Nikki Martin, 31, self-taught private chef in West Hollywood, and a food and beverage consultant, which seems to mean opening a restaurant with someone else’s money. C-POV is SoCal comfort with a twist of sexiness. I still don’t know what sexy food is, but it usually means runny egg yolks. She has the kind of personality that goes over well on tv.
Kara Sigle, 31, Chicago caterer and fitness guru. They have a “health” oriented chef on every time, and it never works. But she’s got the “food is a story, a memory” spiel down, and she doesn’t mention healthy food, so maybe she got that memo.
Michele Ragussis – 42, NY/New England, executive chef experience, seafood specialist; she was on Chopped (lost) and 24 Hour Restaurant (won). I don’t clearly remember her, possibly because her Chopped episode was the one that introduced Madison Cowan and Lance Nitahara, the best things to ever come out of the Food Network. Seems she used to work at Beast, Naomi Pomeroy’s restaurant. This could be good. She looks vaguely like Elizabeth Falkner. Not sure if that’s good or bad.
Team Giada DeLaurentiis:
Phillip “Ippy” Aiona – 23, culinary school grad, exec chef, but don’t take that too seriously, it’s at his mother’s Italian restaurant in Hawaii. His C-POV is Euro-Pacific, combining his Italian and Hawaiian heritage. That’s unique right there. He made cooking videos in third grade. He’s awfully young, but since when has TV had a problem with that.
Yvan Lemoine, 30, originally from Venezuela. His CV is very impressive: he went through C-CAP (the Culinary Arts program Marcus Samuelsson supported in the recent Chopped All-Stars) and has apprenticed with the likes of Cyril Renaud, Jacques Torres, and Jahangir Mehta; he’s worked all over New York. In addition to pastry, his thing is a combination of molecular gastronomy and mixology – yes, liquid nitrogen frozen drinks, drinks served in an ice cream cone, and like that. He owns iFood Studios which seems to be an excuse for putting videos all over YouTube. Most of them are 5 years old (and several are of Spanish-language television appearances), so I’m thinking he’s improved since then.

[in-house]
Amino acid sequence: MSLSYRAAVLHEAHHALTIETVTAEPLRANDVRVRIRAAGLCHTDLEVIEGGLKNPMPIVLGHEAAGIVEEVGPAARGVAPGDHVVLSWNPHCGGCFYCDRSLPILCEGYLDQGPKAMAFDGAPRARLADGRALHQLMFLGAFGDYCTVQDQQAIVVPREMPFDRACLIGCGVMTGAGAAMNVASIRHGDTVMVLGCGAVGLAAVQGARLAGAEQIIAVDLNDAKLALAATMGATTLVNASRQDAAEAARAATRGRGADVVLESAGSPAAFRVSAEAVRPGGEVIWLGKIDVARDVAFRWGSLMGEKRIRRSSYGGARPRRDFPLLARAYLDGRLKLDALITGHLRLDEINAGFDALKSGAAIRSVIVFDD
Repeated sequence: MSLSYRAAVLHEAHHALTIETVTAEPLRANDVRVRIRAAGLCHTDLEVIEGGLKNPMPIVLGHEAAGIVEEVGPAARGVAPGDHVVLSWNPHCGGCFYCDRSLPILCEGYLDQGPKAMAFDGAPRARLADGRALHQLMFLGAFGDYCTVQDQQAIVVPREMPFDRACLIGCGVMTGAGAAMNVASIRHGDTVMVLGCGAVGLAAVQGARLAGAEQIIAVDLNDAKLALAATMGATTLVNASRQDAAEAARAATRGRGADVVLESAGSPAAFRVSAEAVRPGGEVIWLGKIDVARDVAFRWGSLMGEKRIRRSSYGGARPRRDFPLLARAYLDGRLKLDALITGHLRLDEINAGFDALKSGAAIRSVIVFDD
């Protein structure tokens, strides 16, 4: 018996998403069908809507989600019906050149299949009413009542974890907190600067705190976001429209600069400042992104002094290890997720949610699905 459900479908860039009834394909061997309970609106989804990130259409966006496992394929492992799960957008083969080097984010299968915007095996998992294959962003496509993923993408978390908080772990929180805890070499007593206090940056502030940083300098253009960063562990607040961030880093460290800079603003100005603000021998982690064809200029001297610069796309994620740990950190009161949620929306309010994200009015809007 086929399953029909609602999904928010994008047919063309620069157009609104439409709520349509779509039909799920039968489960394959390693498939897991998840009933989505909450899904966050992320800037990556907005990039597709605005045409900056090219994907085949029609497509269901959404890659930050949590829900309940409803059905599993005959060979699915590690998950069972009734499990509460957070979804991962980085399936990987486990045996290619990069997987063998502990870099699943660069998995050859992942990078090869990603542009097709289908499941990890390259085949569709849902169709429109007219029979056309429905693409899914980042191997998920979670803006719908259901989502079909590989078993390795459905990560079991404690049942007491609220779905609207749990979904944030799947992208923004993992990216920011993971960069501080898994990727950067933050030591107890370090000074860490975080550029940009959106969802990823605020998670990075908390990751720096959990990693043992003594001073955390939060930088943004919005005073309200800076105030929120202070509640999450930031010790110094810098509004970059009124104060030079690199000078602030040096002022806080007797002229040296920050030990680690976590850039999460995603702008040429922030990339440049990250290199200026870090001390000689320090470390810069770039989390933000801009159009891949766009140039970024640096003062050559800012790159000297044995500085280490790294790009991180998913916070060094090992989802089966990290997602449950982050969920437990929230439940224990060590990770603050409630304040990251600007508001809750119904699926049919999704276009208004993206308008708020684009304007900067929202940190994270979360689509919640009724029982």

Linkie Marais, 28, originally from South Africa (does that mean “Linkie” isn’t a cute nickname she got when she was three years old, I hope?), owner of Cakes by Linkie, where she makes some decent cakes – but why isn’t she on whatever show that was to replace Duff? Maybe she was, obviously I didn’t watch. C-POV: Food is art. And cake decorating is fun. Ok, I believe she’s good at that – but can she cook?
Josh Lyons, 42, former rock musician, culinary school grad, former touring rock musician, now makes sushi, thus he is the Rock & Roll Sushi Chef. He’s a fair singer. But I’m getting tired of all the shtick.
Martita Jara, 35, self-taught home cook and interior designer in California with “a few semesters” of culinary school. Her parents have a Mexican restaurant. She wants to simplify the food her mother and grandmother made; that’s tailor-made for FNS. She’s ahead in the “who do you like” poll, which is interesting since the series hasn’t started yet.
Of course, no one turns out like their casting video. But on paper, Alton should just stay home. Right off the top, I’m thinking Martita, Yvan, Ippy, Nikki, Eric, Malcolm.
A “Casting Special” airs on Saturday, May 12 at 9pm; the series actually starts on Sunday, May 13, at 9pm.